"We had to start about 9, 10 o'clock in the evening, when the arrests began to go down in Pakistan, and when we were first given the ability to tell other people about the plot," Chertoff said. "And we had to turn the entire process around by 6 a.m. the following morning, before people started to board airplanes.
"You had to change literally thousands of people's behavior in the course of about 12 hours. We had to train them. We had to get everybody to understand what the new rules were going to be. And you had to communicate to the public in a very short period of time.
"And so, we spent literally the entire night bringing in not only the TSA senior leadership, but also talking on the phone to the airline leadership, so that everybody would understand what needed to happen at 6 a.m. the following day," he said.
For Chertoff, the concern remained that an attack would have been carried out if they'd missed a critical detail. "There's an enormous sense of working against time, giving the analysts as much time as you possibly can, but always recognizing at the end that the benefit of the doubt has to be in favor of saving lives."
Since last August, the failed plot has had an enormous impact on U.S. airports, which have remained on orange — or high — alert, for nearly a year.
After authorities tested the explosive liquids, the government determined what quantity of liquid explosives could pose a risk if smuggled onboard flights, leading to the 3-ounce limit for carry-on bags.
Passengers are still restricted when bringing liquids onboard, and those rules may remain in place forever.
At the moment, Chertoff believes there is a "heightened risk" of an attack.
"We have seen that in some areas of Pakistan, the enemy has been able to reconstitute itself and get a breathing space, so to speak, where they can plan and do some recruiting and some training. We've seen increased effort to develop terrorist operatives in Europe.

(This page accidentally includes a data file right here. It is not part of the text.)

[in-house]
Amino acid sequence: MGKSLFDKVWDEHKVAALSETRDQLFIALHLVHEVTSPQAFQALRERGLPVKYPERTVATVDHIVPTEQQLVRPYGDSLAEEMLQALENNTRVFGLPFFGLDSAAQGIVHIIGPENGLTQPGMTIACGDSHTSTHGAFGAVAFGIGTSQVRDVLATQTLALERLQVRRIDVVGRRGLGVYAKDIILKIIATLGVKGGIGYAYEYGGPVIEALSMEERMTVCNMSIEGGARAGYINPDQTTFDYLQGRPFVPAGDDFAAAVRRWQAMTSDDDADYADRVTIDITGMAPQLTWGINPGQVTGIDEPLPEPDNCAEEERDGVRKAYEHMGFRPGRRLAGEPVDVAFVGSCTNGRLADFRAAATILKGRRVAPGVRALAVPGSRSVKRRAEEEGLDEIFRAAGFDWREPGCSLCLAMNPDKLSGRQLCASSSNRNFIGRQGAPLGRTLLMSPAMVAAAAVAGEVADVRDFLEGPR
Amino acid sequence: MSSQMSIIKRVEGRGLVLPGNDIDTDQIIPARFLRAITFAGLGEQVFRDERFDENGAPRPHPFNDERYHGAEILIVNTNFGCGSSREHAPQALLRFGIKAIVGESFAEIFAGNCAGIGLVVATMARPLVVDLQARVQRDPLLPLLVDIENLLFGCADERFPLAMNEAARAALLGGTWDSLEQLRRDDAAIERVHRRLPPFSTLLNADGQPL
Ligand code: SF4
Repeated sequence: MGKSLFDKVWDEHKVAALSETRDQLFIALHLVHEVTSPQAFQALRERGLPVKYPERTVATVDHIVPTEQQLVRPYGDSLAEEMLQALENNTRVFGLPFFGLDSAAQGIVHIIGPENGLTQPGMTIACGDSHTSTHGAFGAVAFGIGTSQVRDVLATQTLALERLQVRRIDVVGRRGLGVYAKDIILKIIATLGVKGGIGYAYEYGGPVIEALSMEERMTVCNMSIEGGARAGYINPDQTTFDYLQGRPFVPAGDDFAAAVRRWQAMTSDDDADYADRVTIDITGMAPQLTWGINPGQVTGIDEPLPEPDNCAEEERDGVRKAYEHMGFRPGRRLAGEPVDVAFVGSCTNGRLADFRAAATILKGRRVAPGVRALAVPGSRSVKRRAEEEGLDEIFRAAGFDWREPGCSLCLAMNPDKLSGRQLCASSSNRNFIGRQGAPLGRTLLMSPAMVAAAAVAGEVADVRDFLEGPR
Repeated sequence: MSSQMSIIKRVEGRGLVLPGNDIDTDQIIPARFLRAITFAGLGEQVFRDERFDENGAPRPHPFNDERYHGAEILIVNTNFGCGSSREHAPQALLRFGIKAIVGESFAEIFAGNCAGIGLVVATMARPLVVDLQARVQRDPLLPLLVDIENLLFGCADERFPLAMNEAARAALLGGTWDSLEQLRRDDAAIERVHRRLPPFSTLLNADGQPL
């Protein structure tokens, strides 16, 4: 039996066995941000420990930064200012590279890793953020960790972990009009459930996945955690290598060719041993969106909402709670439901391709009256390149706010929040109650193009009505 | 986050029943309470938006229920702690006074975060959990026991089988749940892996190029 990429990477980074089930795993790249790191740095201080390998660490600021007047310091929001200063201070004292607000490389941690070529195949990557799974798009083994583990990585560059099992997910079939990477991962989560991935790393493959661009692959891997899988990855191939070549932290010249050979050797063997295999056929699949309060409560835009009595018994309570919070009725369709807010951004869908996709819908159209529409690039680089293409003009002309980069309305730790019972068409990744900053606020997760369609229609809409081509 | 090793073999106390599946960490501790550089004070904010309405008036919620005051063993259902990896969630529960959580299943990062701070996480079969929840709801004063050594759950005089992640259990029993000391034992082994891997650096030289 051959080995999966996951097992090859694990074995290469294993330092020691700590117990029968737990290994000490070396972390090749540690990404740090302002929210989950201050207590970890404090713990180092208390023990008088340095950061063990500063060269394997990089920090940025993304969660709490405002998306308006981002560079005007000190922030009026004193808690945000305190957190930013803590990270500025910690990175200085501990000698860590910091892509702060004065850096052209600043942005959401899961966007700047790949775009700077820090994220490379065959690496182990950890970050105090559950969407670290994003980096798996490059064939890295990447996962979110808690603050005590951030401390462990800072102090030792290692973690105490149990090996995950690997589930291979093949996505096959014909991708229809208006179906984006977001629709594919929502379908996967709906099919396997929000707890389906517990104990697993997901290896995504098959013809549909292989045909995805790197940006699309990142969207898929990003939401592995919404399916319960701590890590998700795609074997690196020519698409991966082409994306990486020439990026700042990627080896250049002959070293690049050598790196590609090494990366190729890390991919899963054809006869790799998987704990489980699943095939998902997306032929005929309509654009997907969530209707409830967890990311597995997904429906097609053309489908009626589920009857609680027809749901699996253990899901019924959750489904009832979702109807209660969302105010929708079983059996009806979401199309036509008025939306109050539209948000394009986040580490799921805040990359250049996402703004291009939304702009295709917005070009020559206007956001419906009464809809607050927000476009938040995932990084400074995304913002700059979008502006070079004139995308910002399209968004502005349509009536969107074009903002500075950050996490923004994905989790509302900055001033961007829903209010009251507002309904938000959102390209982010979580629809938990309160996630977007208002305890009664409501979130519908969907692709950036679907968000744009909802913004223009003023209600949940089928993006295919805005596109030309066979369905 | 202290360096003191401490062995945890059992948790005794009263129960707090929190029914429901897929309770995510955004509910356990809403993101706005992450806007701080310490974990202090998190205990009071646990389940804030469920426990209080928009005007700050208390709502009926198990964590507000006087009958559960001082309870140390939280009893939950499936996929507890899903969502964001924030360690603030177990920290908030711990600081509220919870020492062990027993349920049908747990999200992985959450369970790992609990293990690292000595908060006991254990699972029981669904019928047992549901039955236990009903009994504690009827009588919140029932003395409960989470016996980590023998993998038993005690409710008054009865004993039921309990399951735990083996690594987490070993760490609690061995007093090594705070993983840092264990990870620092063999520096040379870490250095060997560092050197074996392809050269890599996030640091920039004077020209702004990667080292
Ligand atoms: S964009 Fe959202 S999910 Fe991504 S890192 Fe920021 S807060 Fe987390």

"And, of course, the concern we have, because of the visa waiver program, has been Europeans either carrying out attacks against Americans on the European continent, or even coming to the United States," Chertoff said.
"When you add these things together, they don't move into a mathematical certainty we're going to have an attack, but they do suggest that there is a heightened threat, a bit more capability than there was, and, therefore, all the more reason for us to continue to raise the level of our security and our defenses," he said.
That progress was aided after the arrests last year that provided Homeland Security with information about terrorist capabilities.
"Clearly, the effort to put explosives in sports bottles was a reaction to what we had done with respect to other kinds of explosives, and … we're going to be back and forth with terrorists on this kind of cat-and-mouse process for years to come," Chertoff said.
And while he is confronted by pieces of data daily as Homeland Security tries to assess credible threats and piece together information, Chertoff said he remains continually struck by the nature of the enemy.
"You know, we go about our business during the summer, other times of the year. People are going to ballgames or watching their children graduate from high school," he said, "and it chills me sometimes to think there are people a half a world away who are spending the same period of time in a cave, trying to figure out how to kill us."